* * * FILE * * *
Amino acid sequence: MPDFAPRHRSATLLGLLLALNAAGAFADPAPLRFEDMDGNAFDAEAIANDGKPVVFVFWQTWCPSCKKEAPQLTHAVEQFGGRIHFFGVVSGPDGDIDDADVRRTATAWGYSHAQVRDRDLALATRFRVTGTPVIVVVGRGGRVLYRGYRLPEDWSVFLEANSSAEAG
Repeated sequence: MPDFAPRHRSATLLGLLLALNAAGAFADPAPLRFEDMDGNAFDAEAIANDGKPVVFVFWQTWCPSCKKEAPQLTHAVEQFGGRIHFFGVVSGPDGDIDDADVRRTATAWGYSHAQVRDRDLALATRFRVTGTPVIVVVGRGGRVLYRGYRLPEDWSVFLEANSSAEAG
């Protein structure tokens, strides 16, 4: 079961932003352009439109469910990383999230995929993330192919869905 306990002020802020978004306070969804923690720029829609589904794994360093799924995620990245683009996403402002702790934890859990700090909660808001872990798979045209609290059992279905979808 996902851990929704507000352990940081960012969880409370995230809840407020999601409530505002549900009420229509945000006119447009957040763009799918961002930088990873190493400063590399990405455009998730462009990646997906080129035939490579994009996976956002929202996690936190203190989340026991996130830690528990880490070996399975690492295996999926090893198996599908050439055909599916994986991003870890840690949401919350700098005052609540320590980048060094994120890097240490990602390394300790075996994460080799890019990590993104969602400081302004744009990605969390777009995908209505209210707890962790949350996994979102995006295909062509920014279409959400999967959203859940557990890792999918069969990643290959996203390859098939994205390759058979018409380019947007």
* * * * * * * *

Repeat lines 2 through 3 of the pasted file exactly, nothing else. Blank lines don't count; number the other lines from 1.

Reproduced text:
Repeated sequence: MPDFAPRHRSATLLGLLLALNAAGAFADPAPLRFEDMDGNAFDAEAIANDGKPVVFVFWQTWCPSCKKEAPQLTHAVEQFGGRIHFFGVVSGPDGDIDDADVRRTATAWGYSHAQVRDRDLALATRFRVTGTPVIVVVGRGGRVLYRGYRLPEDWSVFLEANSSAEAG
């Protein structure tokens, strides 16, 4: 079961932003352009439109469910990383999230995929993330192919869905 306990002020802020978004306070969804923690720029829609589904794994360093799924995620990245683009996403402002702790934890859990700090909660808001872990798979045209609290059992279905979808 996902851990929704507000352990940081960012969880409370995230809840407020999601409530505002549900009420229509945000006119447009957040763009799918961002930088990873190493400063590399990405455009998730462009990646997906080129035939490579994009996976956002929202996690936190203190989340026991996130830690528990880490070996399975690492295996999926090893198996599908050439055909599916994986991003870890840690949401919350700098005052609540320590980048060094994120890097240490990602390394300790075996994460080799890019990590993104969602400081302004744009990605969390777009995908209505209210707890962790949350996994979102995006295909062509920014279409959400999967959203859940557990890792999918069969990643290959996203390859098939994205390759058979018409380019947007």